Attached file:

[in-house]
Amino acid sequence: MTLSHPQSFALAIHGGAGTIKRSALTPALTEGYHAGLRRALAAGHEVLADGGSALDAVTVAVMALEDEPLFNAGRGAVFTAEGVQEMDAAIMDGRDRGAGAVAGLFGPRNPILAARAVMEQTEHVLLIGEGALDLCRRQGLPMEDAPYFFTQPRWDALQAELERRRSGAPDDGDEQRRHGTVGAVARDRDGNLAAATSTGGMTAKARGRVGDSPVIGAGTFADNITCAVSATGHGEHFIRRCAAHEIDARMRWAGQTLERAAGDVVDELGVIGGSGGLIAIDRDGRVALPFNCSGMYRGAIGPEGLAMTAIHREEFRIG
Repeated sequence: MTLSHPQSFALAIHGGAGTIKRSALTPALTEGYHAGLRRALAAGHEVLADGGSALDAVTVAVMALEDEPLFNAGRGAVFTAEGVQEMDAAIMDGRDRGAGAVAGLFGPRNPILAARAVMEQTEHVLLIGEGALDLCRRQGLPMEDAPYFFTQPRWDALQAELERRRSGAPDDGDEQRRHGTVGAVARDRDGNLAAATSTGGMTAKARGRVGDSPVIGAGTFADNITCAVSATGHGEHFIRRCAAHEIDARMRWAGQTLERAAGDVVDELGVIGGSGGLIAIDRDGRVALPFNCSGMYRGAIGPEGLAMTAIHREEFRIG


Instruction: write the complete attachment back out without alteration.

[in-house]
Amino acid sequence: MTLSHPQSFALAIHGGAGTIKRSALTPALTEGYHAGLRRALAAGHEVLADGGSALDAVTVAVMALEDEPLFNAGRGAVFTAEGVQEMDAAIMDGRDRGAGAVAGLFGPRNPILAARAVMEQTEHVLLIGEGALDLCRRQGLPMEDAPYFFTQPRWDALQAELERRRSGAPDDGDEQRRHGTVGAVARDRDGNLAAATSTGGMTAKARGRVGDSPVIGAGTFADNITCAVSATGHGEHFIRRCAAHEIDARMRWAGQTLERAAGDVVDELGVIGGSGGLIAIDRDGRVALPFNCSGMYRGAIGPEGLAMTAIHREEFRIG
Repeated sequence: MTLSHPQSFALAIHGGAGTIKRSALTPALTEGYHAGLRRALAAGHEVLADGGSALDAVTVAVMALEDEPLFNAGRGAVFTAEGVQEMDAAIMDGRDRGAGAVAGLFGPRNPILAARAVMEQTEHVLLIGEGALDLCRRQGLPMEDAPYFFTQPRWDALQAELERRRSGAPDDGDEQRRHGTVGAVARDRDGNLAAATSTGGMTAKARGRVGDSPVIGAGTFADNITCAVSATGHGEHFIRRCAAHEIDARMRWAGQTLERAAGDVVDELGVIGGSGGLIAIDRDGRVALPFNCSGMYRGAIGPEGLAMTAIHREEFRIG